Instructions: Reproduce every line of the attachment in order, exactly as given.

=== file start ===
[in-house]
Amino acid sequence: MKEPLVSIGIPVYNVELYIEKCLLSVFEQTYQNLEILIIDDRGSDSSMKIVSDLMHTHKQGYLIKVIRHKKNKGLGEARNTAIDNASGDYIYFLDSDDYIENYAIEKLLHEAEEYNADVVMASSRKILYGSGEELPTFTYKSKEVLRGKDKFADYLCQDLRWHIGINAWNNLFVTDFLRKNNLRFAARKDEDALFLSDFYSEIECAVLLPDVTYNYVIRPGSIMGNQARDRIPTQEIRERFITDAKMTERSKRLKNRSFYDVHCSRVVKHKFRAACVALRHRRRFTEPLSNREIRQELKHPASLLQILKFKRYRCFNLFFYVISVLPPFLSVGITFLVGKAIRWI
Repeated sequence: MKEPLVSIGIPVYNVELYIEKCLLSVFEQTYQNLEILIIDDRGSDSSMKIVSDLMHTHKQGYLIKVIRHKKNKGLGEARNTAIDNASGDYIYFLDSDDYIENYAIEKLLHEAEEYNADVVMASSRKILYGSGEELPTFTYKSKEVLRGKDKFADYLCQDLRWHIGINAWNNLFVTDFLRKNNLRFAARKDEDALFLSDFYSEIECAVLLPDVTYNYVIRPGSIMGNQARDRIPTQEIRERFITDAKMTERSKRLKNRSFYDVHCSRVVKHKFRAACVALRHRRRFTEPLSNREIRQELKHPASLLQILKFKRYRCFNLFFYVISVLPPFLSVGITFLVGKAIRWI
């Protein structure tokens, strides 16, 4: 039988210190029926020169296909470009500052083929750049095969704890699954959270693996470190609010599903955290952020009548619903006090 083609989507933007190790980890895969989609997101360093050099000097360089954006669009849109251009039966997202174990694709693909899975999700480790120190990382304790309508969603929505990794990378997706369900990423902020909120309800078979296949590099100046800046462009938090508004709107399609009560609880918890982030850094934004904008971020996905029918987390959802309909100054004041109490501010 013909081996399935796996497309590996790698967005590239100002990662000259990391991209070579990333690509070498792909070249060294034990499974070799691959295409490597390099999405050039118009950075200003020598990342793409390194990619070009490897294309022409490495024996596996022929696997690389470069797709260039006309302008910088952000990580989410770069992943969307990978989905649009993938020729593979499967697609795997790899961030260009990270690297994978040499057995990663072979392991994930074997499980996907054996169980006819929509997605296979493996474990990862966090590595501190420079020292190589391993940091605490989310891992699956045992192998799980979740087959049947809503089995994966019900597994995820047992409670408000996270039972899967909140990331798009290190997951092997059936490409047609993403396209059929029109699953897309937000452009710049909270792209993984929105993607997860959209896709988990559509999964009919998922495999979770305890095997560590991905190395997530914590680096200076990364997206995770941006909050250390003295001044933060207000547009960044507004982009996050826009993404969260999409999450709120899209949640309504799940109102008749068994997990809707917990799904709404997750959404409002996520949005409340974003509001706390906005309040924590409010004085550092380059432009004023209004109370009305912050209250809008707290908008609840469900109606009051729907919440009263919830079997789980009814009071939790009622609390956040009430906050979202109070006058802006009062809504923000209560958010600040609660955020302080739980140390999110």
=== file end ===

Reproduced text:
[in-house]
Amino acid sequence: MKEPLVSIGIPVYNVELYIEKCLLSVFEQTYQNLEILIIDDRGSDSSMKIVSDLMHTHKQGYLIKVIRHKKNKGLGEARNTAIDNASGDYIYFLDSDDYIENYAIEKLLHEAEEYNADVVMASSRKILYGSGEELPTFTYKSKEVLRGKDKFADYLCQDLRWHIGINAWNNLFVTDFLRKNNLRFAARKDEDALFLSDFYSEIECAVLLPDVTYNYVIRPGSIMGNQARDRIPTQEIRERFITDAKMTERSKRLKNRSFYDVHCSRVVKHKFRAACVALRHRRRFTEPLSNREIRQELKHPASLLQILKFKRYRCFNLFFYVISVLPPFLSVGITFLVGKAIRWI
Repeated sequence: MKEPLVSIGIPVYNVELYIEKCLLSVFEQTYQNLEILIIDDRGSDSSMKIVSDLMHTHKQGYLIKVIRHKKNKGLGEARNTAIDNASGDYIYFLDSDDYIENYAIEKLLHEAEEYNADVVMASSRKILYGSGEELPTFTYKSKEVLRGKDKFADYLCQDLRWHIGINAWNNLFVTDFLRKNNLRFAARKDEDALFLSDFYSEIECAVLLPDVTYNYVIRPGSIMGNQARDRIPTQEIRERFITDAKMTERSKRLKNRSFYDVHCSRVVKHKFRAACVALRHRRRFTEPLSNREIRQELKHPASLLQILKFKRYRCFNLFFYVISVLPPFLSVGITFLVGKAIRWI
């Protein structure tokens, strides 16, 4: 039988210190029926020169296909470009500052083929750049095969704890699954959270693996470190609010599903955290952020009548619903006090 083609989507933007190790980890895969989609997101360093050099000097360089954006669009849109251009039966997202174990694709693909899975999700480790120190990382304790309508969603929505990794990378997706369900990423902020909120309800078979296949590099100046800046462009938090508004709107399609009560609880918890982030850094934004904008971020996905029918987390959802309909100054004041109490501010 013909081996399935796996497309590996790698967005590239100002990662000259990391991209070579990333690509070498792909070249060294034990499974070799691959295409490597390099999405050039118009950075200003020598990342793409390194990619070009490897294309022409490495024996596996022929696997690389470069797709260039006309302008910088952000990580989410770069992943969307990978989905649009993938020729593979499967697609795997790899961030260009990270690297994978040499057995990663072979392991994930074997499980996907054996169980006819929509997605296979493996474990990862966090590595501190420079020292190589391993940091605490989310891992699956045992192998799980979740087959049947809503089995994966019900597994995820047992409670408000996270039972899967909140990331798009290190997951092997059936490409047609993403396209059929029109699953897309937000452009710049909270792209993984929105993607997860959209896709988990559509999964009919998922495999979770305890095997560590991905190395997530914590680096200076990364997206995770941006909050250390003295001044933060207000547009960044507004982009996050826009993404969260999409999450709120899209949640309504799940109102008749068994997990809707917990799904709404997750959404409002996520949005409340974003509001706390906005309040924590409010004085550092380059432009004023209004109370009305912050209250809008707290908008609840469900109606009051729907919440009263919830079997789980009814009071939790009622609390956040009430906050979202109070006058802006009062809504923000209560958010600040609660955020302080739980140390999110």